Eye Infection Dogs

Because of the commonness of all the various types of eye infection, dogs are often at great risk of developing any number of eye problems during their lifetimes.

Unfortunately, eye infections in dogs are very common, so it's important to know as much about them as you can if you have a dog or intend to adopt one.

Doing lots of research on dog first aid and all the different kinds of conditions your pet might be vulnerable to is a good way to learn how to prevent these ailments before they ever show up, and it's also important to learn about possible treatments should your dog eyes ever fall victim to such complications anyway.

There are multiple causes for an eye infection in dogs. Some of the most common types of eye infection dogs can come down with are caused by exposure to bacteria, as well as to various kinds of viruses such as herpes. Other times, dog eye infections can be caused by foreign objects entering and damaging the eye's tissue, or even by Lyme disease.

Also, some dog breeds are more susceptible to dog eye problems than others; you should read up on the specific breed you have or plan on adopting so you'll know exactly what the risks are. If they aren't treated as quickly as possible for the eye infection, dogs might develop chronic conditions that may eventually lead to blindness.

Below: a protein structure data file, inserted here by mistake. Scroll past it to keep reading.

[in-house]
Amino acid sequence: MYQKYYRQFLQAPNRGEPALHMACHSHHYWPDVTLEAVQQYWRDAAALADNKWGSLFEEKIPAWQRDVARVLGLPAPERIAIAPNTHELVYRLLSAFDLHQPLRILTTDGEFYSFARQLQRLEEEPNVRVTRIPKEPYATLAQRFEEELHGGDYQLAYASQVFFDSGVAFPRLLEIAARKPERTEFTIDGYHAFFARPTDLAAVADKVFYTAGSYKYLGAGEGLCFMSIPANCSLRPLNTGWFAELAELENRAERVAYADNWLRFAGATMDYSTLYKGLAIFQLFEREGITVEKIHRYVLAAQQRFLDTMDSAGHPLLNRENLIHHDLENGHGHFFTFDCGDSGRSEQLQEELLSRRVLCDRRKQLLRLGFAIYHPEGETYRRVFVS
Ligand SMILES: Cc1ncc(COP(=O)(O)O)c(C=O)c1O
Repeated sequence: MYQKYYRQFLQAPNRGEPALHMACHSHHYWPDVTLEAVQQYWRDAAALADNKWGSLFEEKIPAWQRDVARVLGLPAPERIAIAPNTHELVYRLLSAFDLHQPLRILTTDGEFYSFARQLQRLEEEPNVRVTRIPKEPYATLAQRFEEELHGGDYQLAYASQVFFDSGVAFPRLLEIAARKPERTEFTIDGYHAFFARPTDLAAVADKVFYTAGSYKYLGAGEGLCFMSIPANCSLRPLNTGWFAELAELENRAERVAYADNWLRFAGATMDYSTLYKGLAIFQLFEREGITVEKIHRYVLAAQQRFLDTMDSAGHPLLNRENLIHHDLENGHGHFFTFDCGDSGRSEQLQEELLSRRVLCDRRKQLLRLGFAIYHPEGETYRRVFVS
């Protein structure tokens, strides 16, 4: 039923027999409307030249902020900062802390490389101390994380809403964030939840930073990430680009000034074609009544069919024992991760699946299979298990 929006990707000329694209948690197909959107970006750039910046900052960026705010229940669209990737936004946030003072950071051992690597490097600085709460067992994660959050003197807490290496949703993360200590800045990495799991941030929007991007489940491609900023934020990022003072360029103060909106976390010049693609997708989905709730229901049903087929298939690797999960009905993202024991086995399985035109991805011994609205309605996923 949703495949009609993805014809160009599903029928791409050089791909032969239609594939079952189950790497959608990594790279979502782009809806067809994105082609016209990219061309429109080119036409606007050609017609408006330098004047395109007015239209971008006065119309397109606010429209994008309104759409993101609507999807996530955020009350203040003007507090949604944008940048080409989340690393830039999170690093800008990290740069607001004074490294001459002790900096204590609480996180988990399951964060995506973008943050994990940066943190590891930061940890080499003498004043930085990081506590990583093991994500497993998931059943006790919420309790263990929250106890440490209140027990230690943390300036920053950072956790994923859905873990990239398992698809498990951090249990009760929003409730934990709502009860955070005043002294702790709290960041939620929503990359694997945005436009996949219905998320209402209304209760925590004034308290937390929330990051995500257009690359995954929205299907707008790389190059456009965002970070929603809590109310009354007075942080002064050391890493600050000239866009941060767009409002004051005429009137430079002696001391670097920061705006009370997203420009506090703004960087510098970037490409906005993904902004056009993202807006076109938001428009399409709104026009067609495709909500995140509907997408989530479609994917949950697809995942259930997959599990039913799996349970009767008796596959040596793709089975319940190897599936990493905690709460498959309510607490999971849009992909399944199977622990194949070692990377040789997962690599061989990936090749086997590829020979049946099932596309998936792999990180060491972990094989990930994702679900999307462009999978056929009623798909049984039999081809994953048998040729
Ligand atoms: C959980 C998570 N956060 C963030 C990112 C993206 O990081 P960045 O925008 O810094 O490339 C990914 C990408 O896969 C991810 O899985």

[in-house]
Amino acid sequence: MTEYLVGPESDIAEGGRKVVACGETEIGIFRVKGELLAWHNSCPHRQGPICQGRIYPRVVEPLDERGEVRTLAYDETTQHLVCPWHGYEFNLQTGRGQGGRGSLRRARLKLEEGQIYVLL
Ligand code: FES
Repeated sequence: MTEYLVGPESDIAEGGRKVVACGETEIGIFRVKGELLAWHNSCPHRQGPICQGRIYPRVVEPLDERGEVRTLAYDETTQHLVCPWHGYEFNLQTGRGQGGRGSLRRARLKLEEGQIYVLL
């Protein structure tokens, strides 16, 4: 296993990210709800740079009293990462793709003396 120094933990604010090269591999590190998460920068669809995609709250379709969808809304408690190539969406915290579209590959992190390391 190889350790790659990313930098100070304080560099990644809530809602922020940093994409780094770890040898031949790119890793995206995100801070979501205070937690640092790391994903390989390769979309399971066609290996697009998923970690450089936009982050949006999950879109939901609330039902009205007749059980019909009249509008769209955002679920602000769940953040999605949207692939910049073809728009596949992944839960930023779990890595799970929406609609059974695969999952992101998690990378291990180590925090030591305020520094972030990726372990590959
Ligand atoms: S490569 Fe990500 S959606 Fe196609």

The breeds of dogs with bulging eyes, such as bulldogs, can get an eye injury easily, even while playing with other dogs.

That's why if you start to notice any of the symptoms of eye infection in your dog, it's imperative that you visit your veterinarian and have it checked out as soon as you can.

It's always better to get these eye problems dealt with as soon as possible before they have time to do any lasting damage.

One of the symptoms that could signal the presence of an eye infection in your dog is dog eye discharge of pus and mucus; discharge of tears, so long as it isn't profuse, it is healthy for dogs because it bathes and nourishes the corneal tissue of the eye, keeping it healthy and hydrated. Discharges that indicate infection are often thick, with a very sickly green, yellow or gray coloration.

As alarming as it may be, this is an invaluable sign because it allows you to identify the dog eye problem early on.

Eye infections progress at a rapid pace and the sooner you know they're there, the better. Otherwise your dog runs the risk of permanent complications.

Other symptoms include redness or puffiness of the eyes, as well as squinting, scratching and rubbing. These actions can cause more harm than help, though, so it's recommended that you try and keep your dog from engaging in these actions that could potentially serve to worsen the infection.

Luckily, eye infections are often easier to deal with than some of the more serious dogs and eye problems out there. You can take your dog to a vet as soon as you begin to notice the symptoms.

There are artificial tears and eye drops that can be used to heal the tissue of the eye and kill bacteria, and your pet's doctor may be able to recommend other solutions if needed.

Take care of your your dog's eyes they will thank you for it.